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New biosensor modelled on the immune system can detect, track and guide the clean-up of oil spills

A new biosensor which uses antibody-based technology has been shown to detect marine pollutants such as oil cheaper and faster than current technology. Tests of the new biosensor, published in Environmental Toxicology and Chemistry, reveal how it could be used for the early detection and tracking of oil spills.

The biosensor has been developed by researchers at the Virginia Institute of Marine Science (VIMS) and was tested in the Elizabeth River and Yorktown Creek which both drain into Virginia's Chesapeake Bay.

"Our biosensor combines the power of the immune system with the sensitivity of cutting-edge electronics," says Dr. Mike Unger of VIMS. "It holds great promise for real-time detection and monitoring of oil spills and other releases of contaminants into the marine environment."

"Our basic idea was to fuse two different kinds of technologies monoclonal antibodies and electronic sensorsin order to detect contaminants," said Dr Stephen Kaattari.

The tests in the Elizabeth River took place during the dredging of a site contaminated by polycyclic aromatic hydrocarbons (PAHs), the byproduct of the industrial use of creosote to treat marine pilings.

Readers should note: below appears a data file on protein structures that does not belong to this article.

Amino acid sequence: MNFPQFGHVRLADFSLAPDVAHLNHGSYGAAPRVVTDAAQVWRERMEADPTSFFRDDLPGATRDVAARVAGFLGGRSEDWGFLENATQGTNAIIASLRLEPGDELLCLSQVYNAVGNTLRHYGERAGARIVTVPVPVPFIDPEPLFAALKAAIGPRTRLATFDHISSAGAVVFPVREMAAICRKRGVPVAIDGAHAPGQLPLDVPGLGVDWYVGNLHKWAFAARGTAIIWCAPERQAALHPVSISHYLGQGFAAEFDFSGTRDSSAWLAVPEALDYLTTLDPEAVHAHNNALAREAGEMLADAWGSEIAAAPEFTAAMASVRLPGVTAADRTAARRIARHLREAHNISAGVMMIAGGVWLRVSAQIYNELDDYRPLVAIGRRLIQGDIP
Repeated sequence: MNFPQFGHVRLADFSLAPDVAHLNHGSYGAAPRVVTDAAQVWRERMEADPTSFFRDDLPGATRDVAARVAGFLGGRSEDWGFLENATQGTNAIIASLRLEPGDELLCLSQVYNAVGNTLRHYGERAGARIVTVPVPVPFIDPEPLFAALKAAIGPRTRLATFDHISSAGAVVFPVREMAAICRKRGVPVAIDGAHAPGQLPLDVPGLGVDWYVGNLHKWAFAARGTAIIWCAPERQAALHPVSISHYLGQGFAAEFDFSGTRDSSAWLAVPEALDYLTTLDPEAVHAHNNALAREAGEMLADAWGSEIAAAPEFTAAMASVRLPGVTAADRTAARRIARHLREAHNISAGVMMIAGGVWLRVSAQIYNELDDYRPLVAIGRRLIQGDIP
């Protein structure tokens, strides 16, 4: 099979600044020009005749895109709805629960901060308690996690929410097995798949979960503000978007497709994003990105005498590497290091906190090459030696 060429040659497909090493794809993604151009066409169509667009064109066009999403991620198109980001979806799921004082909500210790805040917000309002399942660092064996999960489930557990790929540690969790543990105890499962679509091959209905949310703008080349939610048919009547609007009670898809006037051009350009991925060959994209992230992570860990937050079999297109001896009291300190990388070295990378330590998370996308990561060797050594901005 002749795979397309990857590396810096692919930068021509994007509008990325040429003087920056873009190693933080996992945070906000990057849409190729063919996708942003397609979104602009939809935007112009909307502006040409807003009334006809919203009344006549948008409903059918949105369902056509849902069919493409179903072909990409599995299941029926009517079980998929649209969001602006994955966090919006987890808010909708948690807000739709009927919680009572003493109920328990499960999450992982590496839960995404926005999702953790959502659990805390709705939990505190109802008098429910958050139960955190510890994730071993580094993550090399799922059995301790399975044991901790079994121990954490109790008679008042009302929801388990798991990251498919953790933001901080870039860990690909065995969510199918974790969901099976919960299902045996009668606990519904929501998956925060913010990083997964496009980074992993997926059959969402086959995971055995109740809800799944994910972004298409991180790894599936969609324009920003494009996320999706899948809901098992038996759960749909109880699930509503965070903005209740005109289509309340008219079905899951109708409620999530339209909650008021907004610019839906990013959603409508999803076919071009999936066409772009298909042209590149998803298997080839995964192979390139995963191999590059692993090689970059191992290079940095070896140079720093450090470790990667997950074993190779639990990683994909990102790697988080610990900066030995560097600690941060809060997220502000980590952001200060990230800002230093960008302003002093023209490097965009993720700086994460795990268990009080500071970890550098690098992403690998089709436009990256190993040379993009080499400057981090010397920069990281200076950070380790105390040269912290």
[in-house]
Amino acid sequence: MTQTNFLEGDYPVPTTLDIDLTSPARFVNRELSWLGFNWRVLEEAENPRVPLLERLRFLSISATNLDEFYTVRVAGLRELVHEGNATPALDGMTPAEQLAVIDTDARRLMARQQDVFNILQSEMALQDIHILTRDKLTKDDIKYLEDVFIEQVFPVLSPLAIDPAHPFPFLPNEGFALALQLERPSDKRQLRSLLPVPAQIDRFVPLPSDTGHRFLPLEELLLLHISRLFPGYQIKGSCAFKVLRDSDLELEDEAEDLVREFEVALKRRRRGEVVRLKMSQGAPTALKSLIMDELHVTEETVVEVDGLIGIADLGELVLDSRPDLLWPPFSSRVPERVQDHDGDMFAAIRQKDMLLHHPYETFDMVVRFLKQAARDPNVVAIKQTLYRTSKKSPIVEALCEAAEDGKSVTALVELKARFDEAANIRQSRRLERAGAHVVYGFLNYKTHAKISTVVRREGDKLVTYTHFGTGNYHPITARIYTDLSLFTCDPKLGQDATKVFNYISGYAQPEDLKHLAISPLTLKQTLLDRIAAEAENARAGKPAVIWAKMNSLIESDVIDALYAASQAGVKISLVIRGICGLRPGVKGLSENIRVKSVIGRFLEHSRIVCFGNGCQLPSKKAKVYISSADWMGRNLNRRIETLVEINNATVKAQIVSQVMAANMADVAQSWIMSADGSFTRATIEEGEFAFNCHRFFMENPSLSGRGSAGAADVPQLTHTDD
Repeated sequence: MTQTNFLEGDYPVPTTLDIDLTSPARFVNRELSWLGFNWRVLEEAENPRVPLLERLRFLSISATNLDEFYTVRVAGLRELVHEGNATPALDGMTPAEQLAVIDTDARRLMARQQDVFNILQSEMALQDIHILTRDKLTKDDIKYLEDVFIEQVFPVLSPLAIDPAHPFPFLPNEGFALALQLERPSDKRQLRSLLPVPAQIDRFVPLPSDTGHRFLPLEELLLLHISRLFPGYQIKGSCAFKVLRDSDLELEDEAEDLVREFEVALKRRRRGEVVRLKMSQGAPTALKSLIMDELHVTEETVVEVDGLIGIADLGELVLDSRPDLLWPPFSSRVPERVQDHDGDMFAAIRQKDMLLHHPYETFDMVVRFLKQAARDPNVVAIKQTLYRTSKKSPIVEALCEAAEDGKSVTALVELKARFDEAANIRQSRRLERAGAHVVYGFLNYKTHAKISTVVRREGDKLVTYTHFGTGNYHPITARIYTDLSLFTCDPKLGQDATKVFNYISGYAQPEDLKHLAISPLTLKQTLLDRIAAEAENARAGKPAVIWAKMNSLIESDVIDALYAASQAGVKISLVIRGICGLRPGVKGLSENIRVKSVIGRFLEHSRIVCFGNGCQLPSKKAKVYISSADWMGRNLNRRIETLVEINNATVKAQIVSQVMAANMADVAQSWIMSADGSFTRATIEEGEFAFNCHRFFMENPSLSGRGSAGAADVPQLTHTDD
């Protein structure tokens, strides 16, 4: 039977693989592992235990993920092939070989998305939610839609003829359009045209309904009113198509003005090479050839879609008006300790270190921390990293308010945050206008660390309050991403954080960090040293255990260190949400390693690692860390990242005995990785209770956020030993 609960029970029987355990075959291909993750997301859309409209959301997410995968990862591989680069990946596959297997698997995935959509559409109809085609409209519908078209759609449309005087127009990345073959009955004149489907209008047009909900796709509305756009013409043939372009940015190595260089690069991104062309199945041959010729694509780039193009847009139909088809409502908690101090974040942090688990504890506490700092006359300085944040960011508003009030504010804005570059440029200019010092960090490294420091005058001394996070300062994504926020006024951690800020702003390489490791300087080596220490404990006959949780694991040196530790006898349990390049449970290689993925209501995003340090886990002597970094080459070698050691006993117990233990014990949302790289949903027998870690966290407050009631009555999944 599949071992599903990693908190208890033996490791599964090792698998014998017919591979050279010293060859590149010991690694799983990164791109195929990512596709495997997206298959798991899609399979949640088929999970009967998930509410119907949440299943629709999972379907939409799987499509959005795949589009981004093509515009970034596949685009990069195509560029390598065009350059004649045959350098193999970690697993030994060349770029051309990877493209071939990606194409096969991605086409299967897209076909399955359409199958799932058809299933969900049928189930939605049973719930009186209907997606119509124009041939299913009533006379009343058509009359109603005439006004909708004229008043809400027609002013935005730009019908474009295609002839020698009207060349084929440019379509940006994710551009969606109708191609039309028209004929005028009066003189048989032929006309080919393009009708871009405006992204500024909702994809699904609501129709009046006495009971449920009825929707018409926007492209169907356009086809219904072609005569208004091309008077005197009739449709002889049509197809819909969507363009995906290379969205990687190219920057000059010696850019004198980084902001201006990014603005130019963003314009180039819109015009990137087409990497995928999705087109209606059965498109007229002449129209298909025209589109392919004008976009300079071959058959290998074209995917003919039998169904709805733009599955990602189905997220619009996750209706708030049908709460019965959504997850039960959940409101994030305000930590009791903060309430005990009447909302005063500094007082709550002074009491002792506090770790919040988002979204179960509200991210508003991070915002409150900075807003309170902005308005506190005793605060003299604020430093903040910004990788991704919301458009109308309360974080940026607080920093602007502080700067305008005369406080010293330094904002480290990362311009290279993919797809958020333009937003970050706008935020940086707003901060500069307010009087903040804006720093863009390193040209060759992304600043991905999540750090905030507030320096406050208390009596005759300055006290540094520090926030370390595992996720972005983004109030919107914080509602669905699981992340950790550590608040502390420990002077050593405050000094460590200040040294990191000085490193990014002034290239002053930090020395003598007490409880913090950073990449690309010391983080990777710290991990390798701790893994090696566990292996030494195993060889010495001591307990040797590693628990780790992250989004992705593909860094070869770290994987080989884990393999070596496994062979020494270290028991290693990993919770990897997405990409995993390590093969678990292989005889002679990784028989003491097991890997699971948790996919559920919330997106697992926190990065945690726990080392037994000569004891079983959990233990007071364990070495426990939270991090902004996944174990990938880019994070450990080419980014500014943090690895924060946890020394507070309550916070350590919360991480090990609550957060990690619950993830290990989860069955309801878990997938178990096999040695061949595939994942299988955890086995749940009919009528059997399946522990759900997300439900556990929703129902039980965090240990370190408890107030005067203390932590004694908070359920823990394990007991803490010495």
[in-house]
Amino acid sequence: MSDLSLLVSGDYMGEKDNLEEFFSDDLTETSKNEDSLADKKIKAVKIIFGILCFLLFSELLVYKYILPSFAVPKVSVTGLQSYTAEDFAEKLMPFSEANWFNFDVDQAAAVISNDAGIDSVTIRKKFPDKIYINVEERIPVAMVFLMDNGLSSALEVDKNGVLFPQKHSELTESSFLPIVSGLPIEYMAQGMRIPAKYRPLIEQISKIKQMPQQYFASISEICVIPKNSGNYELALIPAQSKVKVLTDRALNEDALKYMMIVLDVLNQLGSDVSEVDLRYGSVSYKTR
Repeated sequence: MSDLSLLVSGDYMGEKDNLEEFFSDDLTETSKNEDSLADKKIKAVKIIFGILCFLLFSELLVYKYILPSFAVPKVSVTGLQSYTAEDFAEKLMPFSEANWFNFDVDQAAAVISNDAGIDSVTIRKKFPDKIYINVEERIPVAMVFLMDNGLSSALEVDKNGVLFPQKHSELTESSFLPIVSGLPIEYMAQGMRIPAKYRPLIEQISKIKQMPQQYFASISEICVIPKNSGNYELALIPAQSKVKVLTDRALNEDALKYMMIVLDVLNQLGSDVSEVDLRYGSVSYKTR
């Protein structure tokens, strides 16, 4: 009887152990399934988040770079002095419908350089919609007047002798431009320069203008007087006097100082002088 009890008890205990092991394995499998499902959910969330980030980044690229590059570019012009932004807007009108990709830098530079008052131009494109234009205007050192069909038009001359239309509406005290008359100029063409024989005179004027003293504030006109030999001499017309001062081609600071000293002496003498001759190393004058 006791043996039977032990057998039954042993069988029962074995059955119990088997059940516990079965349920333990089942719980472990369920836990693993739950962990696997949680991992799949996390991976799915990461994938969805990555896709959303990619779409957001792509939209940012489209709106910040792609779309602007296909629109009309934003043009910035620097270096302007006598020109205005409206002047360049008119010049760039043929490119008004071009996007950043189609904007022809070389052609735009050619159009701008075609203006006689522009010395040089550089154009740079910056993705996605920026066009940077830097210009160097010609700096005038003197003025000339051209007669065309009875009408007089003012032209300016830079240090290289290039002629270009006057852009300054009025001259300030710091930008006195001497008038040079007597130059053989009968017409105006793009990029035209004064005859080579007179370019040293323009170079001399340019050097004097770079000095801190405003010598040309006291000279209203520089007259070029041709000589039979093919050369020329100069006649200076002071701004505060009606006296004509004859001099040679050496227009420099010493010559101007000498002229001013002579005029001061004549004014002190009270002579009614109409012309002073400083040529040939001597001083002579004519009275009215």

The biosensor demonstrated the ability to process water samples in less than 10 minutes and detected pollutants at levels as low as just a few parts per billion.

The portable biosensor carried out this sampling at a fraction of the cost of the expensive, slower, and laboratory-bound alternatives which are currently available, while remaining just as accurate.

The team used the biosensor to survey an area of almost 9,000 square meters around the Elizabeth River, providing information about the size and intensity of contaminants to engineers who were monitoring the dredging from the shore.

One promising use of the biosensor is the early detection and tracking of oil spills. "If biosensors were placed near an oil facility and there was a spill, we would know immediately," says Kaattari. "And because we could see concentrations increasing or decreasing in a certain pattern, we could also monitor the dispersal over real time."


Contact: Ben Norman

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